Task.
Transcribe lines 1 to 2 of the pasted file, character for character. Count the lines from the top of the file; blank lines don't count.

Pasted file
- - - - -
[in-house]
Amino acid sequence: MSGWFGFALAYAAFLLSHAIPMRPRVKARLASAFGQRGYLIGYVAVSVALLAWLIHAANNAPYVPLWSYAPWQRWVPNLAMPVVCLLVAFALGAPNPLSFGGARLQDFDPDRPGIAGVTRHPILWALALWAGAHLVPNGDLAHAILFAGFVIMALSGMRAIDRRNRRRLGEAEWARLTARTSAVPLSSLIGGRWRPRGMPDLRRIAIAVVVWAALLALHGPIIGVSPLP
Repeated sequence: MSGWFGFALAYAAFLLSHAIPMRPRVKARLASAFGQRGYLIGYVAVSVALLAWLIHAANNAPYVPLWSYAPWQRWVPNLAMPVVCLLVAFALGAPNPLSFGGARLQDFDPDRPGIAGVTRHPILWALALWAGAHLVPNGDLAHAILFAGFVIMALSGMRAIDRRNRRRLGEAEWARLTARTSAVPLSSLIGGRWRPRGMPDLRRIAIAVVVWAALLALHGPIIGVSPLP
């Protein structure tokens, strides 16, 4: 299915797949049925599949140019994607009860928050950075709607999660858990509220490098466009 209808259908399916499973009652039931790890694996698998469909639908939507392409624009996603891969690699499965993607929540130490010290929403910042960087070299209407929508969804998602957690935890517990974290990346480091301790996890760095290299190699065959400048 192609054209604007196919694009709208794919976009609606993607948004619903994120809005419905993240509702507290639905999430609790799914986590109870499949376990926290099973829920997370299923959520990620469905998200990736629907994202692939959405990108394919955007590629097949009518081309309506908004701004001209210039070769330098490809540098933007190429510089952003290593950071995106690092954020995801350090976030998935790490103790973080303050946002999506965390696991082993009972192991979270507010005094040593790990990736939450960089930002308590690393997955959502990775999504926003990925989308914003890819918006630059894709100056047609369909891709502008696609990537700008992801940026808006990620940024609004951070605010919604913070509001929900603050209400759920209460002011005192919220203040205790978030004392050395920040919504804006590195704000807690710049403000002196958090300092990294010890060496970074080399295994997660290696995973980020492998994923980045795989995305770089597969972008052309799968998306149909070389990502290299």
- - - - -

[in-house]
Amino acid sequence: MSGWFGFALAYAAFLLSHAIPMRPRVKARLASAFGQRGYLIGYVAVSVALLAWLIHAANNAPYVPLWSYAPWQRWVPNLAMPVVCLLVAFALGAPNPLSFGGARLQDFDPDRPGIAGVTRHPILWALALWAGAHLVPNGDLAHAILFAGFVIMALSGMRAIDRRNRRRLGEAEWARLTARTSAVPLSSLIGGRWRPRGMPDLRRIAIAVVVWAALLALHGPIIGVSPLP